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People should follow the rules and resist the lure of cheaper alternatives in pesticides. Image Credit:

The hospitalisation of 23 people, including students and teachers, in Sharjah last week due to pesticide poisoning at a school is a harsh reminder of the continuing problem of the poor understanding of pesticides by the public in the UAE. In this instance which, unfortunately, will be added to the already long list of pesticide-related mishaps in the country, the pesticide squad conducted its operations on a week night, with the school in session the next day. This is a matter of deep concern and the school’s investigation must reveal how such an ill-timed decision was taken, to serve as a warning to others.

The dangers of an indiscriminate use of pesticides are many and it’s not just entities who are remiss; many residents too have paid a price for this lapse of judgement. The truth about pesticides is that they are all chemical and hence, all toxic. Only qualified personnel should use them.

In the wrong hands, they can lead to grim consequences, not just for themselves but also for the others. In May last year, a 10-year-old boy died in Sharjah after toxic gas — due to pesticide use by his neighbour — leaked into his apartment through the air conditioning ducts. This is but one count in the many instances of such collateral damage.

Every precaution has been taken by the government to ensure the public’s safety. All that remains for people to do is follow the rules and resist the lure of cheaper alternatives in pesticides.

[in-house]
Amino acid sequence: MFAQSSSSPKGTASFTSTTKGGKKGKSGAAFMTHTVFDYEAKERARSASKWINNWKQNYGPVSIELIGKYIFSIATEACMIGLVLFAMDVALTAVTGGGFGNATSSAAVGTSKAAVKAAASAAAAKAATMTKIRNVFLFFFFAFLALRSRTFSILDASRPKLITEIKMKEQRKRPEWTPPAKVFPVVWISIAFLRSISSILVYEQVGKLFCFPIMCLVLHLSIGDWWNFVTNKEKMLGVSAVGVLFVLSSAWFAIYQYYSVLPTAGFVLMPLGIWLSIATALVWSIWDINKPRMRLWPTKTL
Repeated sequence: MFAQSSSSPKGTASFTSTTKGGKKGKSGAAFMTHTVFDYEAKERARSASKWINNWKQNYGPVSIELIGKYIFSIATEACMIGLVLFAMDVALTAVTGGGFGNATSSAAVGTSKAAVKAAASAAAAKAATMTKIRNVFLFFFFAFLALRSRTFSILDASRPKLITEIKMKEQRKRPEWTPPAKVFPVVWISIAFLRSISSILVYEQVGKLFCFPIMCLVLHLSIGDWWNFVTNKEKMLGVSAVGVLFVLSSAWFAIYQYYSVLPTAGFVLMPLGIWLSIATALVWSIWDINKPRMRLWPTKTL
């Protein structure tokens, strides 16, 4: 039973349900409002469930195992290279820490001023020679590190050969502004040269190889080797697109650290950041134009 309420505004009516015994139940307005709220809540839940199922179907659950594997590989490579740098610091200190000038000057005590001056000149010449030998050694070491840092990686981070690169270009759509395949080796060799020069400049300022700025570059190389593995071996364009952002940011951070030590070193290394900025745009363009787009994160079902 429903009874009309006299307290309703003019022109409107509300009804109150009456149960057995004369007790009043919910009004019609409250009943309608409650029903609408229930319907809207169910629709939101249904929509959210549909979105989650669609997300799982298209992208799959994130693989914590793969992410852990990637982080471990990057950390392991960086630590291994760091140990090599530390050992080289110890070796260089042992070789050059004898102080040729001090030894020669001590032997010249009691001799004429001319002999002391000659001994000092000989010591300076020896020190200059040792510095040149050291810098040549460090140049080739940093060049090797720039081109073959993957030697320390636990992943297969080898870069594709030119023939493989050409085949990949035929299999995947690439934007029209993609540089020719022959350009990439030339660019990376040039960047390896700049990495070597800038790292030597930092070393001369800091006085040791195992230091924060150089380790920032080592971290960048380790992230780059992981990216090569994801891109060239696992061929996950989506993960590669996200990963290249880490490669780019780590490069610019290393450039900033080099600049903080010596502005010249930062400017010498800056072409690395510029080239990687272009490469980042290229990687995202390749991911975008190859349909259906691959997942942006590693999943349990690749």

- Gulf News

The UAE has stringent rules for the import and use of pesticides. Every type, from chemical, organic, ready-to-use pesticides to pheromones, attractants, repellents, additives for pesticide formulations and bio-pesticides need to be registered with the ministry. The authorities continually update their list of banned pesticides and conduct awareness campaigns to reiterate the rules, regulations and processes in place for the use of pesticides. Only accredited pesticide control companies can operate in the market, and technicians and operators are even mandated to carry ID cards to present to the building’s security personnel or to the resident before proceeding with their task.

What all this means is that every precaution has been taken by the government to ensure the public’s safety. All that remains for people to do is follow the rules and resist the lure of cheaper alternatives in pesticides, often peddled by rogue operators in the name of saving money and time.

As the many pesticide-related tragedies have proved, these short cuts are simply not worth it.

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